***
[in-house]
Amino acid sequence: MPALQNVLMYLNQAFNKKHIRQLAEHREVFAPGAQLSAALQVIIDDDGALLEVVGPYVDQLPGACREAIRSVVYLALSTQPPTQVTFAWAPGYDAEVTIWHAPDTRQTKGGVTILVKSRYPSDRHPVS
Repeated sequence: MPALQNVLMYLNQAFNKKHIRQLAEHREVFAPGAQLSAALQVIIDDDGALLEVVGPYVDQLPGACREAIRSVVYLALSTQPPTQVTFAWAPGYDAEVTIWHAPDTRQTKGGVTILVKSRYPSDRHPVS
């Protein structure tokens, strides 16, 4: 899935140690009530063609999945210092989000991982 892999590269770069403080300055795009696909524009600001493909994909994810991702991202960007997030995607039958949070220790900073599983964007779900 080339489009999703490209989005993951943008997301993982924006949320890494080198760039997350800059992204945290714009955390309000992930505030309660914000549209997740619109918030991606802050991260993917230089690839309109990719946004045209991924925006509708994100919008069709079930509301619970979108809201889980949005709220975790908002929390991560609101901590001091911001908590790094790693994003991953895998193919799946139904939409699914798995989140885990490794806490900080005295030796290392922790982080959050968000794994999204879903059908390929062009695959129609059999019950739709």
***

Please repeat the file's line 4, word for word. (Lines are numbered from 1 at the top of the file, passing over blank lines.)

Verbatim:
């Protein structure tokens, strides 16, 4: 899935140690009530063609999945210092989000991982 892999590269770069403080300055795009696909524009600001493909994909994810991702991202960007997030995607039958949070220790900073599983964007779900 080339489009999703490209989005993951943008997301993982924006949320890494080198760039997350800059992204945290714009955390309000992930505030309660914000549209997740619109918030991606802050991260993917230089690839309109990719946004045209991924925006509708994100919008069709079930509301619970979108809201889980949005709220975790908002929390991560609101901590001091911001908590790094790693994003991953895998193919799946139904939409699914798995989140885990490794806490900080005295030796290392922790982080959050968000794994999204879903059908390929062009695959129609059999019950739709």